Example: A woman feels the urge to kiss her date on the cheek. However, she resists the urge initially, and contemplates her bold possibility for a half an hour. As she deliberates, she grows more nervous by the moment, and soon loses the spirit of her action.

Her impulse was warm at the start of the questioning, but cool at the end of it. Examination kills a good action by eating the heart of it.

The ego approves of damaged goods

At the end of diligent deliberations, the ego may very well approve the action in question. Is the ego fair-minded because it doesn't deny all applications? Are we to think that the ego grants approval to good actions?

The ego never approves a good action with converting it to a bad one first.

No, the ego NEVER approves a good action. It converts a good action into a bad one, and then approves of it. Having consumed the good parts of its prey, it leaves us with what's left, just as a jackal leaves the pathetic carcass of its luckless prey for the vultures. "There you go," it says confidently, "This is all fine. Now go and have a good time."

Example: The woman decides she is not going to cave in to fear, so she kisses her date on the cheek in spite of her nervousness. But when she makes her move, she is so terribly awkward she ends up kissing his shoulder, embarrassing herself, and giving him a uneasy feeling.

What to do?

After evaluation, we must decide what to do. But what if we have contemplated an urge, and now we feel less secure and more doubtful than when we started?


Example: A man came upon a beautiful orchid bloom, so sweet and delicate. His immediate impulse was to pick it and present it to his girlfriend. But once he picked it, he suddenly felt unsure; fear and doubt flooded through him. He decided to slice the flower up and examine it. He put it under a microscope and ran a whole battery of chemical tests on it. When he was done, the flower was far from its original state, and of no use to anybody. Should he give the resulting mess of shredded fiber to his girlfriend now? She would only be disgusted -- especially when she finds out what that orchid used to be. Had he given her the original orchid, in all its pristine glory, she would have been delighted.

Having worried a good impulse to death, we may have ruined our chance to act in a truly positive manner. Now what should we do? We know that a "good" action performed in an insecure fashion can be disturbing to all concerned: a nervous hug disturbs just as surely as a warm hug heals.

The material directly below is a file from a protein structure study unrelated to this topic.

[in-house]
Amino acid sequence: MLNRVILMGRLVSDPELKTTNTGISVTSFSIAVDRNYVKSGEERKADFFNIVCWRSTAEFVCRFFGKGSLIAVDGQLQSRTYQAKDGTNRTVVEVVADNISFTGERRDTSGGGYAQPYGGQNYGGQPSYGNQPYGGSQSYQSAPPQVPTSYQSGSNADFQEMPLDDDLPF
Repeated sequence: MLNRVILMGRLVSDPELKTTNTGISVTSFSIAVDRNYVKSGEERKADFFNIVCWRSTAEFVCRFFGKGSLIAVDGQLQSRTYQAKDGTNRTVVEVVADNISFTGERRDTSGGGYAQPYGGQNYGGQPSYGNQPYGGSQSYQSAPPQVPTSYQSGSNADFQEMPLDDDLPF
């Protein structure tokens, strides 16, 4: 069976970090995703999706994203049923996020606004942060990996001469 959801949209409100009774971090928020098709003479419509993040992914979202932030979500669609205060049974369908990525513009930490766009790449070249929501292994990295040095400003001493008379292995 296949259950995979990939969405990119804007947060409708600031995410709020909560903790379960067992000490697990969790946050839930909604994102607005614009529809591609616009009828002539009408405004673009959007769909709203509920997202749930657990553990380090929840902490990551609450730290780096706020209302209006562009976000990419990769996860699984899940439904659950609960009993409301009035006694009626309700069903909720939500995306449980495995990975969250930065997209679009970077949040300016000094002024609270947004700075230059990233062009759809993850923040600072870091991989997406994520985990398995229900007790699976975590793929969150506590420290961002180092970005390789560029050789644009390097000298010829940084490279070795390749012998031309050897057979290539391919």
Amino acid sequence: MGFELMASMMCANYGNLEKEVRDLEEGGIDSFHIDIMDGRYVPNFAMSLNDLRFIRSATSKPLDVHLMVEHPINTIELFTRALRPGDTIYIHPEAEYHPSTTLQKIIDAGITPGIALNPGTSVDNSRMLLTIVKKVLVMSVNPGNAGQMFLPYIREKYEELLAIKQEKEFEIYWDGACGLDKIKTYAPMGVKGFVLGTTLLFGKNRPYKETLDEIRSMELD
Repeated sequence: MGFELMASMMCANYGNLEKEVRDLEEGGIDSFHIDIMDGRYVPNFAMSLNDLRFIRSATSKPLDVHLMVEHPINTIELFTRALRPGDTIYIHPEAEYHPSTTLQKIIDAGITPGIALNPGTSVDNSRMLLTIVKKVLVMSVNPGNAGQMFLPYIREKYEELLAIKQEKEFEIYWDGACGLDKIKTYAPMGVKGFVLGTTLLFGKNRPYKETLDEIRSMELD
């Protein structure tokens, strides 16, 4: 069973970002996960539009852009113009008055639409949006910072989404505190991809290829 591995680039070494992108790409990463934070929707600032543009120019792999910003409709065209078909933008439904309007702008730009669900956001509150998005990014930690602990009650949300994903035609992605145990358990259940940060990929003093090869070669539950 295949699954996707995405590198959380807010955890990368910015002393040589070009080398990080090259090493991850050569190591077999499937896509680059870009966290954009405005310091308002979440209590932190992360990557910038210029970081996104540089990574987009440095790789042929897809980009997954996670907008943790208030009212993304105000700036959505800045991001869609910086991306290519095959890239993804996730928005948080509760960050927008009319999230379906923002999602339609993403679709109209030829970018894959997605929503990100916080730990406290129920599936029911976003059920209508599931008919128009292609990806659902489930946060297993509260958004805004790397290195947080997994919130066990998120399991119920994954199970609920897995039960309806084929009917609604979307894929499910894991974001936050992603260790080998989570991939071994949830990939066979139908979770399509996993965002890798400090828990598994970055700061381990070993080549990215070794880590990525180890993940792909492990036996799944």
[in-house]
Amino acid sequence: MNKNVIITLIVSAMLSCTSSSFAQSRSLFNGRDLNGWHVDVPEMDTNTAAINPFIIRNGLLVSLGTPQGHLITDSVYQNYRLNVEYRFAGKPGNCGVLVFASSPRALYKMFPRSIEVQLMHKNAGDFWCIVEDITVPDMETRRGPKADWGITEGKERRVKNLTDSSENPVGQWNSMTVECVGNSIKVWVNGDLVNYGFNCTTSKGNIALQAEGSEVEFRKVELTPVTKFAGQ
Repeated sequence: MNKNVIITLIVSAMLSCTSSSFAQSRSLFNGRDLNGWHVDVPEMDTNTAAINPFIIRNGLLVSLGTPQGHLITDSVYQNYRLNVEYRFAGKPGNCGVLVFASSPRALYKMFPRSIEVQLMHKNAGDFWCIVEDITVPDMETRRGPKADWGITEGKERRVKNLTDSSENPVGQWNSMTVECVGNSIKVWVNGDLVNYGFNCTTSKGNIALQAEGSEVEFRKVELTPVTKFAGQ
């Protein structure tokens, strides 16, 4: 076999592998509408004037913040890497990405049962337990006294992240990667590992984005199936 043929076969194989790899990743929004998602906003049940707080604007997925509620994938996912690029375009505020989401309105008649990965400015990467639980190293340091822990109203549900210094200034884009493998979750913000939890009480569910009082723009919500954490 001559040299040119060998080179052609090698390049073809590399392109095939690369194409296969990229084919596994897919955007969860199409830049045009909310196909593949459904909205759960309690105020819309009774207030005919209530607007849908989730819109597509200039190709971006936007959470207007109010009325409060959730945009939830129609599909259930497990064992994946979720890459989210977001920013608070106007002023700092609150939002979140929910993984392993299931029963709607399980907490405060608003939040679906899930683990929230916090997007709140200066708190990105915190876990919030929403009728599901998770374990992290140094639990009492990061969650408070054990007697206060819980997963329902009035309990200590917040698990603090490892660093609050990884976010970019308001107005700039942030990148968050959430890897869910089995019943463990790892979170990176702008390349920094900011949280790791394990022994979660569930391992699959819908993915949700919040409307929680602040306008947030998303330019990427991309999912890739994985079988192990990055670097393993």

Of course the ego may be THRILLED to recommend a nervous hug. It would like nothing better than to have an emissary out there spreading bad feelings around. But as spiritual beings, we might think the better of it. Sure, we may wish to take a fear-be-damned attitude and fight heroically against our inhibitions -- EVEN IF we are far too nervous and off center to succeed. But here, compassion and realism are needed. We dare not perform the act from a feeling of insecurity, ignoring the presence of excessive doubt in ourselves, when most likely such an action would only:


Create negative effects for ourselves and our "beneficiary."


Create lasting disturbance not only in ourselves, but also in our relationship with our "beneficiary."


Give us reason to believe, as a result of those negative effects, that following the urges of the still small voice is dangerous, and therefore ill-advised.

Doubt is a disease: if you catch it, please don't spread it!

Such folly, courageous though it seems, only messes up our lives and damages our relationships. Therefore, the decision to refrain from fearful action is socially responsible and spiritually prudent. It prevents the spreading of our disease of insecurity and doubt through the medium of action. It also keeps us from plunging downward as a result of doing something so awkward that it is destructive to our own self-esteem. Thus we can derive some consolation from self-restraint.

On the other hand, there can be no doubt that a loss has been incurred. Gone is the action that would have occurred if we had acted directly on our positive impulse instead of questioning it and destroying the spirit of it. While we have prevented a terrible thing from happening, the ego has prevented a beautiful thing. It has prevented us from spreading joy. It has kept us from moving up the spiritual ladder -- which is what happens when you do something truly beautiful and good.

The only accurate, non-damaging method of evaluation

We certainly need to distinguish truly positive impulses from egoic urges, but how? How can we protect the delicate impulses of the still small voice, when it takes but a minute to ruin a sweet impulse by questioning it, when a second of fear injects enough doubt into a beautiful urge to turn it ugly and make it harmful? We must evaluate possible actions without ruining them in the process.

A way to evaluate an action without ruining it in the process.

First of all, be cautious of caution. Think hard before thinking. Do not provide the ego the opportunity to fill you with fear and doubt. THOROUGHLY DISCIPLINE and ABSOLUTELY MINIMIZE every compulsive tendency to question spontaneous impulses -- especially ones that are inherently beautiful.

If it feels sweet, it will sweeten; if it feels beautiful, it will beautify.

Use that method faithfully and your beauty will live, and you stand a great chance for a very happy life.

by David Truman